Mummer, struck me a violent blow with a broom


Mummer, struck me a violent blow with a broom

January 9, 1860 

Mummer created by Stephanie Baker Sutton

Mummer created by Stephanie Baker Sutton

On January 9, 1860 John Charles Snelgrove of Harbour Grace a fisherman swore before Robert John Pinsent, her Majesty’s Justice of the Peace in that town:

“On last Friday night  (January 2, 1860) at about nine o’clock, I was on the main street  in Caplin Cove, Harbour Grace in the District of the aforesaid when some MUMMERS came up  and one of them named Henry Critch of Harbour Grace, Blacksmith, struck me a violent blow  with a broom stick on my shoulder, I told him to leave me alone – but he would not, he struck me several blows more  with the stick and knocked me down and beat me severely on my body and face, leaving marks on my face and body, he broke his broom stick on my body from the force of  the blow he  gave me. I did nothing at all to him. I pray that the said Henry Critch may be required to answer my complaint and be further death with according to law.”

The Justice of the Peace was not amused at the shenanigans of Henry Critch and his “mummer” friends and was quick to convict, sentencing Mr. Critch to pay a fine of one-pound sterling and to be imprisoned ten days.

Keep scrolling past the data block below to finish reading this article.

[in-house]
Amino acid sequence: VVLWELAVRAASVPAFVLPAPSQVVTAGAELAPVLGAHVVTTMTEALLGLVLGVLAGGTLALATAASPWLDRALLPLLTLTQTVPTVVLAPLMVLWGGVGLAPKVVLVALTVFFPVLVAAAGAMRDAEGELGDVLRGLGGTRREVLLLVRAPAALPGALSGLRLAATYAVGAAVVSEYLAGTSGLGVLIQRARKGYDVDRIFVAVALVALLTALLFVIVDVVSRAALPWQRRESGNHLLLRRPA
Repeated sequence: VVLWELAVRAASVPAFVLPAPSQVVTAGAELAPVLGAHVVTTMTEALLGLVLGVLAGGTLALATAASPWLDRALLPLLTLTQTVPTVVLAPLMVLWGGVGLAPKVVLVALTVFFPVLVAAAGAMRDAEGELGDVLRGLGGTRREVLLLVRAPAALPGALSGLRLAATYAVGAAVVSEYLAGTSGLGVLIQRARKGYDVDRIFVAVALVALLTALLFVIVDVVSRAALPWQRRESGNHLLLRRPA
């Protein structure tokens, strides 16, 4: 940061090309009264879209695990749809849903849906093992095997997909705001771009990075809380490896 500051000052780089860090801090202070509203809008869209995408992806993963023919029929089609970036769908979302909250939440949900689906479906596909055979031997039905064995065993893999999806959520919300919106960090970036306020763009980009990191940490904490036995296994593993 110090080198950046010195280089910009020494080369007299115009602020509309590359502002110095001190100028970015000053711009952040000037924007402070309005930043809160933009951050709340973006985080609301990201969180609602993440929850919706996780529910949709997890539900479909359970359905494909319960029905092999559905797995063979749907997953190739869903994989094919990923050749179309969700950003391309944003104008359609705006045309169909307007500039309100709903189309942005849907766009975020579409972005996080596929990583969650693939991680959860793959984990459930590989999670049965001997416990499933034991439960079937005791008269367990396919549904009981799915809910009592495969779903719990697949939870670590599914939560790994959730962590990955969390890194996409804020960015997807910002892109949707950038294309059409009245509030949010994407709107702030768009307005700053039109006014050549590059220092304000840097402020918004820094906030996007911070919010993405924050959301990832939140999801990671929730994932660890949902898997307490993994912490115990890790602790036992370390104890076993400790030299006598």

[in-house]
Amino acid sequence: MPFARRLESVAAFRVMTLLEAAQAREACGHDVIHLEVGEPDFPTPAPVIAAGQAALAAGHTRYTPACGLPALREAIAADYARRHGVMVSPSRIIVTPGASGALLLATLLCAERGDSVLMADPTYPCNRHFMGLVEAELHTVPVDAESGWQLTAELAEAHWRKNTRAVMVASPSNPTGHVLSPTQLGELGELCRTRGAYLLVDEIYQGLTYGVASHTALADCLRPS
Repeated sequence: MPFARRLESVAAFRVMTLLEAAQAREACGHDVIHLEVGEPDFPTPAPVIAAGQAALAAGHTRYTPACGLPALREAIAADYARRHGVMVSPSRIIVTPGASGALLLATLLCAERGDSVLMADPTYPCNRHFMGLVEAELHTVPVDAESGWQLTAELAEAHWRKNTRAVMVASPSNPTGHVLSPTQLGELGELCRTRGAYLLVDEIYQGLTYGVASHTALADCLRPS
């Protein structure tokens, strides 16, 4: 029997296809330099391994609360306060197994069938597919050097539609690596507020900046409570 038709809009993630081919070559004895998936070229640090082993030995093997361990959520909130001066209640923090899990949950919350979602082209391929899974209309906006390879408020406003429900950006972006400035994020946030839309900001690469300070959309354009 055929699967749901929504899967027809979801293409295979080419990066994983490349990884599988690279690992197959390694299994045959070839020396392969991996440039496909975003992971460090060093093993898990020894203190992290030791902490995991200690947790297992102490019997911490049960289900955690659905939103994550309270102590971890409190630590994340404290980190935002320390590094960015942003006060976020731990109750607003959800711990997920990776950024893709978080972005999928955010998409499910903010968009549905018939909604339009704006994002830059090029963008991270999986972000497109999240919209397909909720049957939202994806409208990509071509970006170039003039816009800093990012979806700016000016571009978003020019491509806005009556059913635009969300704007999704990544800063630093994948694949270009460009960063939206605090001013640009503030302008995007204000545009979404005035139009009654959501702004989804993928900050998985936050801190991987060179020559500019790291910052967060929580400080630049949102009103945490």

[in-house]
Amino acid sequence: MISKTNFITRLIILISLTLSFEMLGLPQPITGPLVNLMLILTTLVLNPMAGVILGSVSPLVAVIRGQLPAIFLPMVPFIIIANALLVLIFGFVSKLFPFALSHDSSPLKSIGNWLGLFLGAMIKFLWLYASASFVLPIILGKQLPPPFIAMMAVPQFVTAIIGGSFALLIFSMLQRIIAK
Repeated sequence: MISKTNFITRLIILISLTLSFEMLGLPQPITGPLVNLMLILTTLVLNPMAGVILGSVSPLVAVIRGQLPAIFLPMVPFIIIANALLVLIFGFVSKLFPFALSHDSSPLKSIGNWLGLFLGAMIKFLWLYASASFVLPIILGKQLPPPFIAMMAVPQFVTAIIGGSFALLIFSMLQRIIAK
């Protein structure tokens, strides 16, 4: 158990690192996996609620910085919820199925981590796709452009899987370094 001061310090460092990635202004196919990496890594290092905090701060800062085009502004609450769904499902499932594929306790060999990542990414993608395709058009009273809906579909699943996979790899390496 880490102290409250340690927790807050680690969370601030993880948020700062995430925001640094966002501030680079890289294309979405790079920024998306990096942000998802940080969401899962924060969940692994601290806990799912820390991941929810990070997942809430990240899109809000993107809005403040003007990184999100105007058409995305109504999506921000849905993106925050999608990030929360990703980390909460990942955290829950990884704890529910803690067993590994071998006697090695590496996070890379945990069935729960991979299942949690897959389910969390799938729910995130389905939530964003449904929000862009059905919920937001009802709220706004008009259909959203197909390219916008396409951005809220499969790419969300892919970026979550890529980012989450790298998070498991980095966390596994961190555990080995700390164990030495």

In the Christmas  tradition of mummering, friends and neighbours conceal their identities by adopting various disguises, covering their faces, and by modifying their speech, posture and behavior.

It was not surprising that some, using these disguises, would be up to no good. Some in disguise would use the mummering season to retaliate against those that they disliked or had some grudge to settle.

In order to control the violence associated with mummering such that had been experienced by Mr. Snelgrove, five months after the Snelgrove decision ( June 1861) the Newfoundland government passed an act which dictated that:

“any Person who shall be found… without a written Licence from a Magistrate, dressed as a Mummer, masked, or otherwise disguised, shall be deemed guilty of a Public Nuisance”. Offenders were to pay “a Fine not exceeding Twenty Shillings”, or to serve a maximum of seven days’ imprisonment (Consolidated Acts of Newfoundland, 1861: 10).

Recommended Archival Collection: At the Rooms Provincial Archives, St. John’s.  GN5 /3/B/19  Box 24File 1R59 – A  – 3

Recommended Song: Mummer Song:  Original 1987 uncut TV broadcast. Newfoundland Christmas tradition inspired this hit Simani song.

Recommended Reading: Any Mummers ’Lowed In? Christmas Mummering Traditions in Newfoundland and Labrador. Flanker Press, St. John’s, NL. 2014. Folklorist Dale Jarvis traces the history of the custom in Newfoundland and Labrador and charts the mummer’s path through periods of decline and revival. Using archival records, historic photographs, oral histories, and personal interviews with those who have kept the tradition alive, he tells the story of the jannies themselves.

Recommended Reading: MUMMERS ON TRIAL Mumming, Violence and the Law in Conception Bay and St. John’s,Newfoundland, 1831-18631 JOY FRASER Memorial University of Newfoundland St. John’s: